| Abstract|| |
The last step in the management of symptomatic bradycardia according to the advanced cardiac life support algorithm is temporary transvenous pacemaker insertion (TPI). TPI done by an emergency physician in the emergency department (ED) is on the rise particularly in South India owing to the increased incidence of yellow oleander poisoning. As in ED, we use passive fixation leads, fixation of a transvenous pacer lead is very important. In the following case series, we describe two novel techniques namely, “the alpha-bent” and “tunneling” for fixing the transvenous pacer lead. This technique of fixing the lead reduces lead displacement thus minimizing the potential complications.
Keywords: Fixation of pacer lead, symptomatic bradycardia, temporary transvenous pacemaker, the alpha-bent, tunneling
|How to cite this article:|
Gunaseelan R, Sasikumar M, Nithya B, Ezhilkugan G, Anuusha S S, Balamurugan N, Vivekanadan M. The alpha-bent and tunneling: A novel technique for fixing the transvenous pacer lead during temporary transvenous pacing in the emergency department. J Emerg Trauma Shock 2021;14:246-8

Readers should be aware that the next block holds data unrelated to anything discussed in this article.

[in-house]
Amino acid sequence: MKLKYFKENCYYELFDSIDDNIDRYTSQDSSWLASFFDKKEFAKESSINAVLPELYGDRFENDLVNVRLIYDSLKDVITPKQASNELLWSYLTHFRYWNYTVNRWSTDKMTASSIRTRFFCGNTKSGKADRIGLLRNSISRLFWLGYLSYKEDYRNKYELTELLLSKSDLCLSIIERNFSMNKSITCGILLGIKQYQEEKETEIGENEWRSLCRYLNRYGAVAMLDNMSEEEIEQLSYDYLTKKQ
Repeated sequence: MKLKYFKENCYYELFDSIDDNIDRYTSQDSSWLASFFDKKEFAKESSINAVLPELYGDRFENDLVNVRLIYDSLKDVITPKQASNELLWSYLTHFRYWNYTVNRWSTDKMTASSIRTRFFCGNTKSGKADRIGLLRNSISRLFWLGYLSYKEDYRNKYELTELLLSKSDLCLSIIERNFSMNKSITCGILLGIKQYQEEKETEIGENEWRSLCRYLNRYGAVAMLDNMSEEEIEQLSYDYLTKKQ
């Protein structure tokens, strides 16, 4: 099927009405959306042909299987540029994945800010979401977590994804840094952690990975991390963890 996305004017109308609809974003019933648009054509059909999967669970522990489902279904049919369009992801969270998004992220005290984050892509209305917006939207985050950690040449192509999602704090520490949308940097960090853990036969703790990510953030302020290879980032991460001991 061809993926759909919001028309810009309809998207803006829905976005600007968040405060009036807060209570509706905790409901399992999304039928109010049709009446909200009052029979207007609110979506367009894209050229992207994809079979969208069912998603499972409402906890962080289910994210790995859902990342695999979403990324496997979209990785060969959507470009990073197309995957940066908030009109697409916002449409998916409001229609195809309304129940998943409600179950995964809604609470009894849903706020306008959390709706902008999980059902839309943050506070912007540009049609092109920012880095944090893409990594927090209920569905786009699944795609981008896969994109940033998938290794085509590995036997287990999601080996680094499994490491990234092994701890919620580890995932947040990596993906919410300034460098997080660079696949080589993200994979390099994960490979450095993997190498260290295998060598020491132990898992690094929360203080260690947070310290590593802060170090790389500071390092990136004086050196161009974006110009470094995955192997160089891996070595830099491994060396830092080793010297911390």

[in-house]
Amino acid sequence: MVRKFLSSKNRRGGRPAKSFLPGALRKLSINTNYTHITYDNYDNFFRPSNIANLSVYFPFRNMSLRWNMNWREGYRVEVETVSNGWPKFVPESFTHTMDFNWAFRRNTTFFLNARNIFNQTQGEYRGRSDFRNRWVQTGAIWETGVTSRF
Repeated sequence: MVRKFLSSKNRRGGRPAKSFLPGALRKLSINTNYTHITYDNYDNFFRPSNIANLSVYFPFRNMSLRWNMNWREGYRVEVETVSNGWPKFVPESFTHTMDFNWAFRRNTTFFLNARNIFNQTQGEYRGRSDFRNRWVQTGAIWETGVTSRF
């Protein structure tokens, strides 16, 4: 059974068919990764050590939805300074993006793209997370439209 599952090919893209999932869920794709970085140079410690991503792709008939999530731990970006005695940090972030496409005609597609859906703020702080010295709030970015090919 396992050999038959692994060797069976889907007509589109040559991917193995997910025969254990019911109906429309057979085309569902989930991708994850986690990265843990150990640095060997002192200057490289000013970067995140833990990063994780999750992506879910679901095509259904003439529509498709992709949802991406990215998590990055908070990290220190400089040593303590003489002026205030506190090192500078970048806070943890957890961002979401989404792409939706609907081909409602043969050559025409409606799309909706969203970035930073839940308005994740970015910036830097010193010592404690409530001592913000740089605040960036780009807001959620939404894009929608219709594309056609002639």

|How to cite this URL:|
Gunaseelan R, Sasikumar M, Nithya B, Ezhilkugan G, Anuusha S S, Balamurugan N, Vivekanadan M. The alpha-bent and tunneling: A novel technique for fixing the transvenous pacer lead during temporary transvenous pacing in the emergency department. J Emerg Trauma Shock [serial online] 2021 [cited 2022 Jan 26];14:246-8. Available from: https://www.onlinejets.org/text.asp?2021/14/4/246/333686
| Introduction|| |
Temporary transvenous pacing is one of those rare procedures that is performed in the emergency department (ED). However, in South India, the incidence of yellow oleander poisoning is very high. Yellow oleander is a plant that is commonly found along the roadside. All parts of the plant, such as seeds, leaves, and flowers, are poisonous. The toxic substances in these plants contain cardiac glycosides that produce a digoxin-like effect and cause dangerous hyperkalemia that results in various forms of bradyarrhythmia. Thus, most of these patients end up getting temporary transvenous pacing done in the ED. Once the pacer has been placed, it is important not to displace the lead, while transporting the patient. In the following series of cases, we describe a novel method of fixing the transvenous pacer lead, which prevents the displacement of passive fixation leads.
| Case Reports|| |